• One Minnesota Writer

The Writing Life: When Your Home Office Closes in on You

Our basement office.

This week, I traded desks with my partner Mick. At the beginning of the pandemic, we set up an office for him downstairs. Right now, that office consists of an old oak dining table, which is great as a very large drawer-less desk, placed in front of a window that looks out on our backyard. It is next to the door to the outside. Since there is a storm door, we can open the inner door and the storm door window and get fresh air. The view includes the old white pines that border our backyard. The sounds include the dozens of birds that flit around out there all day long. As I type this, afternoon sun angles through the open door and lights up the edge of the old table, warming up the wood that Mick stained and finished over 30 years ago.

I love that we’ve repurposed this table in this way. For a while, the table lived at our daughter’s place. When she and her husband moved into their first house earlier this year, they had no room for this table in their tiny, cozy space. Back to our house it came. The computer table that had been Mick’s office work surface here was tiny, so we swapped it for the old table and it’s perfect.

Mick occasionally gets tired of being downstairs. That’s when he meanders upstairs and camps, laptop on his actual lap, in the blue chair in front of the living room window. The windows upstairs are bigger, the light is brighter. I have an office upstairs - the smallest room in the house, but with a nice window. If I’m alone in the house, our mini-dachshund hates it when I stay in my office; she paces back and forth and waits for me to notice her. If I don’t, there’ll be a puddle to clean up. I’ve been working in there less than ever lately.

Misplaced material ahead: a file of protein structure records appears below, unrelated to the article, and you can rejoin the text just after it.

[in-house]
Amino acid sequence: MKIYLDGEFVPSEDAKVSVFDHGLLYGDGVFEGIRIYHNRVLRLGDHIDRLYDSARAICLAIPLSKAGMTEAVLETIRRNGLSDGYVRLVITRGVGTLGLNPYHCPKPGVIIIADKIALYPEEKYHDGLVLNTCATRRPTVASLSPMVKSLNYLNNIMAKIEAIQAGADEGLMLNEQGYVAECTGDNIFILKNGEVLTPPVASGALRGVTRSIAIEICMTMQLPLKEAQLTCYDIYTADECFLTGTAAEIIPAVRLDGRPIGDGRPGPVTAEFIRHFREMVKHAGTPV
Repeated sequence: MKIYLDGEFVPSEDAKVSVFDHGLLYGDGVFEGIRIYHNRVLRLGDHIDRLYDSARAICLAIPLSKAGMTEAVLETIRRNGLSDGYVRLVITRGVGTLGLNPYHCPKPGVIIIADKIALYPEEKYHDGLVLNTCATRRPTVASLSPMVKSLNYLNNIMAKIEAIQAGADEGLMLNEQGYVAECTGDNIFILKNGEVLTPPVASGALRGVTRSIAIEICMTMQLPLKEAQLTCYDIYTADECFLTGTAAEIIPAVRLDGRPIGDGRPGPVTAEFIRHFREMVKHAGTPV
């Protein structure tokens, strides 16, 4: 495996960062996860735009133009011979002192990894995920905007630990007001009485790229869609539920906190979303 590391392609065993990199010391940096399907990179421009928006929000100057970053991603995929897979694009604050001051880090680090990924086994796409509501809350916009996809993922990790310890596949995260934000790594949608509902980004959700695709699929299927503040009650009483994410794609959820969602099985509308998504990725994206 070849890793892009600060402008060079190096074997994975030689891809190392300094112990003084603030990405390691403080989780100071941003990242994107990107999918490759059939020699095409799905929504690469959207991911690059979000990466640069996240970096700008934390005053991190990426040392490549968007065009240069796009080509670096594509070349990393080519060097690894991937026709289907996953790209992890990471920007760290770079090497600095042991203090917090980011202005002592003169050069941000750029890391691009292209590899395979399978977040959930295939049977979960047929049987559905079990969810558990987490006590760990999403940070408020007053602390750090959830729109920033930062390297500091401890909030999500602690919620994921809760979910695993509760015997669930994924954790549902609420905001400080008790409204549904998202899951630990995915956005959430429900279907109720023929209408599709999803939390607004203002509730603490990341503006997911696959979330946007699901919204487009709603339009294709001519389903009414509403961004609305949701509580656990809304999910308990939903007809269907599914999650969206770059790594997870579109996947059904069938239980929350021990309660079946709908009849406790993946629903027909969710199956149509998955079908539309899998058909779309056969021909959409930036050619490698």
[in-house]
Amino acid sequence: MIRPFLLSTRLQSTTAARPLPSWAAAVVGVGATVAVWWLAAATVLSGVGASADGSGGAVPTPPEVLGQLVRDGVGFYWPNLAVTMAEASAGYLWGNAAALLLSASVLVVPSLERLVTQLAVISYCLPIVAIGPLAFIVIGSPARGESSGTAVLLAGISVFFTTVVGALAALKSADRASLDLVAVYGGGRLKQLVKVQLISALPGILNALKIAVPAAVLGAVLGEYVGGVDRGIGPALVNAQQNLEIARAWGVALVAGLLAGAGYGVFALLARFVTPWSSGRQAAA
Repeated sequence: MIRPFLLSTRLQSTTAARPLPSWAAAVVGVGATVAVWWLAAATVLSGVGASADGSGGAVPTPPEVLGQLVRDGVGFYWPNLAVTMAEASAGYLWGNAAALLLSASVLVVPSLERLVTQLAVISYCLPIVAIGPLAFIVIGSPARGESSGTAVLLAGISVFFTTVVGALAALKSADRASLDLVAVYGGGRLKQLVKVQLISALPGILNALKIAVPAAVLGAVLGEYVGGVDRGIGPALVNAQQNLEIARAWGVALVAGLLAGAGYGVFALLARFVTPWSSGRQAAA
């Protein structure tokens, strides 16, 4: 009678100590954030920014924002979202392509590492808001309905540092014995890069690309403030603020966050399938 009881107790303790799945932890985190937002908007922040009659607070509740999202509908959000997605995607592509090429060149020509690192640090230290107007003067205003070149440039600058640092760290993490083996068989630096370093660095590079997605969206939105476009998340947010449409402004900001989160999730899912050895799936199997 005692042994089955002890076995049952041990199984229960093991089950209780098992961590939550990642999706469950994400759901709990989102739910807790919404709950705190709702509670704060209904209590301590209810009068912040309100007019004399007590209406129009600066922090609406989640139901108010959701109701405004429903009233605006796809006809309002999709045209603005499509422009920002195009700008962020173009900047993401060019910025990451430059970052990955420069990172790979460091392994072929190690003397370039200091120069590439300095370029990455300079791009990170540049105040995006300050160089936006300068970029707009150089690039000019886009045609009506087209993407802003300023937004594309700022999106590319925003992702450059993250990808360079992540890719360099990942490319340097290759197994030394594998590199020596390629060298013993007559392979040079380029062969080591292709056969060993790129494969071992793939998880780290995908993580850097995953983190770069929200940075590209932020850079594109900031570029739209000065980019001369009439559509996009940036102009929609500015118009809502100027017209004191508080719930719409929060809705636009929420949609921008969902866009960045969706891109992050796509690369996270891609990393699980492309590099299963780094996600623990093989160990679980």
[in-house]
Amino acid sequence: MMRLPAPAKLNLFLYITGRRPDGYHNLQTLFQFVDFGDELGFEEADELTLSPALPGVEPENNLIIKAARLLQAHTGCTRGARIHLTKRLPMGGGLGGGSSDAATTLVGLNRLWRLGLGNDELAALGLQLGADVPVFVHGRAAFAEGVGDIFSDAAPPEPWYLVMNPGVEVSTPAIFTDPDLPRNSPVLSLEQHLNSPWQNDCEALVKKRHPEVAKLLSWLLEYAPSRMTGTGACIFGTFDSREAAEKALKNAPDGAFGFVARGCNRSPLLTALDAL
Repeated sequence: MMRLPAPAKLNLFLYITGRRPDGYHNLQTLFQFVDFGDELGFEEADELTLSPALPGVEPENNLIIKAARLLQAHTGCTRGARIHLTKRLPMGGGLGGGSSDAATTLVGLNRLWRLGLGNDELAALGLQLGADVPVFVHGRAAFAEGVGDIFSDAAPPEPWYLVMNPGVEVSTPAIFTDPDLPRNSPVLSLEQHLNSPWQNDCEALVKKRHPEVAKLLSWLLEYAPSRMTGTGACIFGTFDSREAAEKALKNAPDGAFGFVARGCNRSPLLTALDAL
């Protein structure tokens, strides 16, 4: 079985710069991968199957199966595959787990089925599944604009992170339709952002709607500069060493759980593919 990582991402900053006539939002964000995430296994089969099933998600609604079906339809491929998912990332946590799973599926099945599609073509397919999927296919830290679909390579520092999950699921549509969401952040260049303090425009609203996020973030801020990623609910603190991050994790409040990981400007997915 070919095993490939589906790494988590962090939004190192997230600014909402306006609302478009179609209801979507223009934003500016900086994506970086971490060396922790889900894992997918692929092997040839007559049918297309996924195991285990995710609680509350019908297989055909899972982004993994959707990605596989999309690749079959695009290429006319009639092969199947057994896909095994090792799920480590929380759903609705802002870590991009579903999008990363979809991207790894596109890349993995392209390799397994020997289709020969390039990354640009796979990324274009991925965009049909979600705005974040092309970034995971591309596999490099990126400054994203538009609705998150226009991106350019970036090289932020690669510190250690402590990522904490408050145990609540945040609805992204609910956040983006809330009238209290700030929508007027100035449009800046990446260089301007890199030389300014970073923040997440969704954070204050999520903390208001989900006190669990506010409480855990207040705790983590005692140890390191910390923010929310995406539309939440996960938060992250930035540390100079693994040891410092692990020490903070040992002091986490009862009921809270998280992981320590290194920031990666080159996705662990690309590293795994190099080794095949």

So, this change of space is nice. It makes me notice different things, pay attention to my surroundings a little more. Working at home can become too comfortable, too routine, less inspiring over time. This little shift in where I’m writing today also reminds me that it took me a long time to get a dedicated space for my work. In our first house, which had less than 1,000 square feet, I had a tiny corner of a tiny dining room. There was no door to shut; I was at the edge of the path to the kitchen. Then we got this house, which felt enormous with over 2,000 square feet. I understand now that our house is really not all that huge. But we had room for everything we needed. Claiming a room for my writing still took me a few years. I had to stand firm that my office was not going to double as a guest room, it was not there for others to hang out in, and a closed door meant no interruptions. We had kids living at home then, as well as frequent houseguests. I’m glad I was very clear that this all mattered. It helped others take me seriously.

Now there are no kids living in our house. We haven’t had any houseguests stay over since before the pandemic and probably won’t have any for quite a while longer. A door to close is not as important as it once was. A door or window open to the outside has become much more necessary for my own mental health. A space that’s flexible, where I can look up and see something other than the neighbor’s rooftop, might be a better fit.

Maybe my office can go back to being a tiny bedroom. It’s time for me to take my laptop to wherever it feels right, like this old table with its memories of our first dinners together as a family, past parties where there were so many dishes brought by friends we ran out of room, our kids doing homework, carving Halloween pumpkins, and so much more. It’s ripe with stories.

The dog approves of my change of venue. She actually approves of this whole pandemic thing since her humans are almost always home. That’s not a bad situation for a very old dog.

How has your writing space changed during the pandemic? What have you given up and what have you embraced? And has your dog, if you have one, offered an opinion?

Happy Wednesday, everyone.

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